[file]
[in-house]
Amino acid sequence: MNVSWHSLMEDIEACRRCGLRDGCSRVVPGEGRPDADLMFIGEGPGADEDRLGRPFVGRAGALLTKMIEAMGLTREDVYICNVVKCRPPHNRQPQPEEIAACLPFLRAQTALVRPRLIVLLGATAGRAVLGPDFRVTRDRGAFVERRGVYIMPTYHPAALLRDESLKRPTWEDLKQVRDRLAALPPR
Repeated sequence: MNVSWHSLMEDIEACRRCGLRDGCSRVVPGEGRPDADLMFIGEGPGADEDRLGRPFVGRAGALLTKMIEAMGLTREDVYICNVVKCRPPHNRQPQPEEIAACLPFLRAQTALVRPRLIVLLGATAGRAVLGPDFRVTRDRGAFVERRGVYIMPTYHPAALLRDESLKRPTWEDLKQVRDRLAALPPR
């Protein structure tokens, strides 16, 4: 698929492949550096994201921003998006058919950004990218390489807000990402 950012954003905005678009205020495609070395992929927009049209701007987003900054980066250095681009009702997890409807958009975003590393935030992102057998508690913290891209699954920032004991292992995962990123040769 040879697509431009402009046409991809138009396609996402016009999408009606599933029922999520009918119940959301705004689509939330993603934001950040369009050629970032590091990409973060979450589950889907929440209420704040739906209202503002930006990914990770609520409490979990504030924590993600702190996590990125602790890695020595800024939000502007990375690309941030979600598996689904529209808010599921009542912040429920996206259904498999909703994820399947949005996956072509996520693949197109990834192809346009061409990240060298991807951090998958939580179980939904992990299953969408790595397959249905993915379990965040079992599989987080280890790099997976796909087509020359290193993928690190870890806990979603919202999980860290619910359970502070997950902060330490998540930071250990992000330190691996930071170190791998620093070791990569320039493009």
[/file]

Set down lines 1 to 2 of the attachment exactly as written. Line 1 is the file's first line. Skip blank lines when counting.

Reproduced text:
[in-house]
Amino acid sequence: MNVSWHSLMEDIEACRRCGLRDGCSRVVPGEGRPDADLMFIGEGPGADEDRLGRPFVGRAGALLTKMIEAMGLTREDVYICNVVKCRPPHNRQPQPEEIAACLPFLRAQTALVRPRLIVLLGATAGRAVLGPDFRVTRDRGAFVERRGVYIMPTYHPAALLRDESLKRPTWEDLKQVRDRLAALPPR